Vitamin D found to fight placental infection

Dec 01, 2008

In a paper available at the online site of the journal Biology of Reproduction, a team of UCLA researchers reports for the first time that vitamin D induces immune responses in placental tissues by stimulating production of the antimicrobial protein cathelicidin.

The study involved exposing cultured human trophoblast cells to the active form of vitamin D, leading to production of cathelicidin and an increased antibacterial response in the trophoblast cells.

The team, headed by Dr. Martin Hewison, suspects that the ability of the placenta to synthesize cathelicidin varies widely among women. Their discovery suggests that placental innate immunity can be enhanced if pregnant women supplement their diets with vitamin D.

Induction of cathelicidin production by vitamin D may help the placenta stave off infection by a variety of pathogenic organisms, including staphylococcus, streptococcus, and E. coli bacteria. Vitamin D may also enhance and sustain this bacterial killing by protecting placental trophoblast cells from infection-associated cell death.

The significance of vitamin D in human reproduction has been recognized for the past 20 years, although its exact role has not been completely understood. This study presents a new mechanism for activation of innate immune responses in the placenta to protect it from infectious bacteria and sheds new light on the possible role of vitamin D in pregnancy and pregnancy-associated infection.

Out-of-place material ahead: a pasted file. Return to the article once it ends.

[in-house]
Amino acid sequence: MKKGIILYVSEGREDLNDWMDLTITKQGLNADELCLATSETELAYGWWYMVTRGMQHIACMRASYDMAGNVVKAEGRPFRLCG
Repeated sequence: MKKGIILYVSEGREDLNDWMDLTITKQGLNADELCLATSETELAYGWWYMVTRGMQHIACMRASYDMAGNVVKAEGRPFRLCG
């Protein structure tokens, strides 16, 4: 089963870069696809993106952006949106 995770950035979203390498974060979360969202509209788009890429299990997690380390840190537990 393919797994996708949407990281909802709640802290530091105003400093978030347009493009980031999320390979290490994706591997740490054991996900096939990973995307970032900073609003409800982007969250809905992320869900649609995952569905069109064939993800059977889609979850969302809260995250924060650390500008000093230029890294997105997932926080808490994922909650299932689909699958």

Source: Society for the Study of Reproduction

Explore further: Study reveals state of crisis in Canadian foster care system

add to favorites email to friend print save as pdf

Related Stories

Plastic nanoparticles also harm freshwater organisms

35 minutes ago

Organisms can be negatively affected by plastic nanoparticles, not just in the seas and oceans but in freshwater bodies too. These particles slow the growth of algae, cause deformities in water fleas and impede communication ...

Atomic trigger shatters mystery of how glass deforms

37 minutes ago

Throw a rock through a window made of silica glass, and the brittle, insulating oxide pane shatters. But whack a golf ball with a club made of metallic glass—a resilient conductor that looks like metal—and the glass not ...

US company sells out of Ebola toys

9 hours ago

They might look tasteless, but satisfied customers dub them cute and adorable. Ebola-themed toys have proved such a hit that one US-based company has sold out.

UN biodiversity meet commits to double funding

9 hours ago

A UN conference on preserving the earth's dwindling resources wrapped up Friday with governments making a firm commitment to double biodiversity aid to developing countries by 2015.

Recommended for you

Study reveals state of crisis in Canadian foster care system

3 hours ago

A new study of foster care in Canada led by a researcher at Western University reveals a shrinking number of foster care providers are available across the country to care for a growing number of children with increasingly ...

Researchers prove the benefits of persimmons for diet

5 hours ago

Alba Mir and Ana Domingo, researchers from the Department of Analytical Chemistry of the University of Valencia, under the supervision of professors Miguel de la Guardia and Maria Luisa Cervera, from the same department, ...

User comments : 0